Russia – Companies increasingly willing to support community foundations

Vadim Samodorov

The first community foundation in Russia was set up in 1998, in Togliatti, a medium-size city on the Volga with a strong business community and the largest automobile plant in Russia. Community foundations (CFs) now exist in 15 communities in Russia, and more are willing to try out the idea. Four new foundations were established in 2001. Though most CFs in Russia are still in the early stages of development and none of them has a sustainable endowment, it seems that CFs may be on the verge of a breakthrough in terms of companies’ willingness to contribute and participate.

The main factor here is the general improvement in the Russian economy since last year. Companies have now gone through the initial period of capital accumulation and have started to understand that they are part of their communities and that community has a positive influence on their business. In this situation, there is a growing demand for CFs that can offer companies help in spending their charitable budgets more effectively.

Russia’s oldest community foundation thriving

Togliatti Community Foundation is now thriving – it almost trebled its endowment last year, and a growing proportion of its budget comes from local sources[1] – but it took a long time to get off the ground. While interest in the CF concept was strong in the city from the very beginning, it took more than three years to prepare the ground for establishing a CF. It started as an initiative of several local businesses and NGOs, which then received support from the local Rotary Club and Chamber of Commerce. The final step was for the city administration, initially sceptical and reluctant to become involved, to establish a partnership with the Togliatti Community Foundation, which now manages a small grants programme funded by the city.

With local business showing a greater trust in the CF model and a willingness to invest in their communities, external support is no longer crucial to the development of Russian CFs. A recent episode illustrates this growing trust. One of Togliatti’s biggest banks, which had consistently rejected all the CF’s offers of cooperation, suddenly took the initiative and approached the foundation saying that they had been watching its operation for two years and were now ready to join the foundation and become its largest endowment funder.

Success in Pervouralsk

Another success story comes from Pervouralsk, a small city in the Urals with a population of 170,000, where a CF was established in 2001. It has raised more funds locally in a year even than Togliatti, without a single penny from international donors – a Russian record so far. The secret is very simple.

The city has for a long time (even during the Soviet period) had an informal ‘board of the city’s directors’ – an advisory council comprising heads of the biggest local enterprises and the mayor to tackle the city’s most difficult problems. No sooner had this board learned about the CF concept than it adopted it. The board of directors became the CF’s board of trustees, making it one of the fastest-growing CFs in Russia.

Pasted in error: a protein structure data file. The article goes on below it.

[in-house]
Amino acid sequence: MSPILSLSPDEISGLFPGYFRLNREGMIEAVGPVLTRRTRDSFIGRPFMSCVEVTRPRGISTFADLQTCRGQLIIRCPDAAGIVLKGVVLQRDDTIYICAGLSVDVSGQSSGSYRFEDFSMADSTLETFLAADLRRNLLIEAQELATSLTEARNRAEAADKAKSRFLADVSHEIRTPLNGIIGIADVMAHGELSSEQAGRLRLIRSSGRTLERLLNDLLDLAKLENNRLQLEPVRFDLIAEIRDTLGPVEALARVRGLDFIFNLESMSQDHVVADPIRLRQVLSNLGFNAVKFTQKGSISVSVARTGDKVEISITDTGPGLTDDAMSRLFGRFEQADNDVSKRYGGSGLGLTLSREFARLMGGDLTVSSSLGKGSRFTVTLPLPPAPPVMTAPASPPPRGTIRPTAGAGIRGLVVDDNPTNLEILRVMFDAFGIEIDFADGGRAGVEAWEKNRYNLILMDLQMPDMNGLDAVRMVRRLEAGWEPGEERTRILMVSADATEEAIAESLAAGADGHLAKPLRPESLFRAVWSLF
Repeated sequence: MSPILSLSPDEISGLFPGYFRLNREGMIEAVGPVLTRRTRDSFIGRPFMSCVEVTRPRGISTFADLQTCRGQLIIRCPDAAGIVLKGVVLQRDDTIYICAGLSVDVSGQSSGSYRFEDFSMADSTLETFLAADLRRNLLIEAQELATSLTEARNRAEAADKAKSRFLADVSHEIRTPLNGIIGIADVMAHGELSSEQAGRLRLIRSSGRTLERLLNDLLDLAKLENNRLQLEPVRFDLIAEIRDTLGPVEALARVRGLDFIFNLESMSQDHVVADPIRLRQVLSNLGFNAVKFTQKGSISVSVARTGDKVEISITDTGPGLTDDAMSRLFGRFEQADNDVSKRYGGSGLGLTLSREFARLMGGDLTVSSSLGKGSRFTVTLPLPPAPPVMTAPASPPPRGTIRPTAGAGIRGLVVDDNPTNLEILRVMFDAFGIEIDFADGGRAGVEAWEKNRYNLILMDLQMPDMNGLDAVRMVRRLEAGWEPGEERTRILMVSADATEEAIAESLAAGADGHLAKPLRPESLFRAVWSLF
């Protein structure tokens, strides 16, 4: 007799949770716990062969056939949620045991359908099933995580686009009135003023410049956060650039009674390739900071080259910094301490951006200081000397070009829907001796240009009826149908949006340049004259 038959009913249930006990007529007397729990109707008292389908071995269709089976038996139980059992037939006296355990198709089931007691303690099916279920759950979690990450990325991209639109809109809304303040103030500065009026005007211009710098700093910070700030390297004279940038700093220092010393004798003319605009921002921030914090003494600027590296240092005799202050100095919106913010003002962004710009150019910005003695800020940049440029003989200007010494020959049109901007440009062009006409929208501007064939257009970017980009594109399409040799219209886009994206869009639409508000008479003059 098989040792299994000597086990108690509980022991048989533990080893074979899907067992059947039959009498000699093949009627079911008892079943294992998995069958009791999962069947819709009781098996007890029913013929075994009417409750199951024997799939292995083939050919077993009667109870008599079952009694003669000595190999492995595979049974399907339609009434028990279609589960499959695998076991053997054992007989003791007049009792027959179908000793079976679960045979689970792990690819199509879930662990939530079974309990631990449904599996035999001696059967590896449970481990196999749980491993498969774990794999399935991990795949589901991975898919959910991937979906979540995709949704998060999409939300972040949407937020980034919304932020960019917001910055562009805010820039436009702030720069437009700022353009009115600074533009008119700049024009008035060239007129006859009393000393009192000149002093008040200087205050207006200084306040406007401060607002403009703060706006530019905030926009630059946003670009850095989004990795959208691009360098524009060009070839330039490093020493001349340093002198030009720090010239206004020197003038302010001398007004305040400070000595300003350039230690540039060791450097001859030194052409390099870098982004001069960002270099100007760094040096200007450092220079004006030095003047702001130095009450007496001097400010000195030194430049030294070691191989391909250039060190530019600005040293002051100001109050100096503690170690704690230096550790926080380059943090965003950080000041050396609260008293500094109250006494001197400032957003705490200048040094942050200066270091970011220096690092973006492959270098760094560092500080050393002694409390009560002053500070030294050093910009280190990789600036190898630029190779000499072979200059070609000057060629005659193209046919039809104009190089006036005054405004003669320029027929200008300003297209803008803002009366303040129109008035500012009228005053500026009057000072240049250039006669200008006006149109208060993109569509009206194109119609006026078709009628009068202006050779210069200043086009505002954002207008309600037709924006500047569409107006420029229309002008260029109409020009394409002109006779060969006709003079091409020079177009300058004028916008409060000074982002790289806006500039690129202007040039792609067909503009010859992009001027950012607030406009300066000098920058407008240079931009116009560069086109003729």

Another factor in the CF’s success was a ‘sense of community’ that is very unusual in Russia. When visiting Pervouralsk, it is evident that people of all sorts, from ordinary citizens to heads of enterprises and government officials, love their city and are willing to participate in improving the life of their community. As a result it didn’t require much effort to explain what the CF was about. It was more a matter of combining the existing infrastructure and CF operational practices. In just a year it is evident how much it has influenced the community. Owing to constant cross-sectoral interaction facilitated by the CF, the CF possesses the most up-to-date information on the city’s main problems, which helps it greatly in formulating its grant-giving programmes. Community leaders actively participate in the CF’s events, such as grant programme presentations, grant award ceremonies and charity balls. This is all extremely unusual for Russian cities, which more frequently face tensions between city and regional authorities and rivalry and mutual distrust among local businesses.

On the basis of experience so far, the crucial factors in CF success seem to be the following:

  • preparedness of the community to get together to tackle social issues;
  • presence of resources;
  • a leader able to bring the community leaders together;
  • participation of all three sectors.

While we at CAF Russia continue to feel that participation of all sectors is vitally important for Russian CFs, the main emphasis should be on widening business involvement and increasing the presence of business people on CF governing bodies.

1 In the past, over 70 per cent of the grantmaking budget came from local sources but more than 80 per cent of operating costs were supported by international donors.  Now 90 per cent of the grantmaking budget comes from local sources and over 50 per cent of operating costs.

Vadim Samorodov
is a Programme Manager at CAF Russia. He can be contacted at vsamorodov@cafrussia.ru

See http://www.cafrussia.ru or http://www.cafonline.org


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